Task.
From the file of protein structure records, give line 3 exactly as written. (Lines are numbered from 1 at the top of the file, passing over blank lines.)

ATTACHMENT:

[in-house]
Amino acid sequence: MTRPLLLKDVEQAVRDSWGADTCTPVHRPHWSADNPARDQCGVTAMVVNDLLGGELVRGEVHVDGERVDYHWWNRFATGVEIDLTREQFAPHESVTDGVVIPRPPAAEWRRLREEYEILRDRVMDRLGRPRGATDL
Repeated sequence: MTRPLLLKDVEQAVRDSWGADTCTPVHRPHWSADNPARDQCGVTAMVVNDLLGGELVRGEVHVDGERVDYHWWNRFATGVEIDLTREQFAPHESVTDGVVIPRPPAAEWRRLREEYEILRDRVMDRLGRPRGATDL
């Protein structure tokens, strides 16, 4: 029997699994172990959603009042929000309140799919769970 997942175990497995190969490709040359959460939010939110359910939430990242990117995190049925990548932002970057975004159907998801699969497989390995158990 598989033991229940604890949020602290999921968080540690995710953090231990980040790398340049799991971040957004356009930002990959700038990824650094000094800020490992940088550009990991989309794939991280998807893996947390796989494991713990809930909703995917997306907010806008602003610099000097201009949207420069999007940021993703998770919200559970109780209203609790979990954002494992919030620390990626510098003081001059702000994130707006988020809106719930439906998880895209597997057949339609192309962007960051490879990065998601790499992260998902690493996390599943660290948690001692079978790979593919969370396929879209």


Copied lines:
Repeated sequence: MTRPLLLKDVEQAVRDSWGADTCTPVHRPHWSADNPARDQCGVTAMVVNDLLGGELVRGEVHVDGERVDYHWWNRFATGVEIDLTREQFAPHESVTDGVVIPRPPAAEWRRLREEYEILRDRVMDRLGRPRGATDL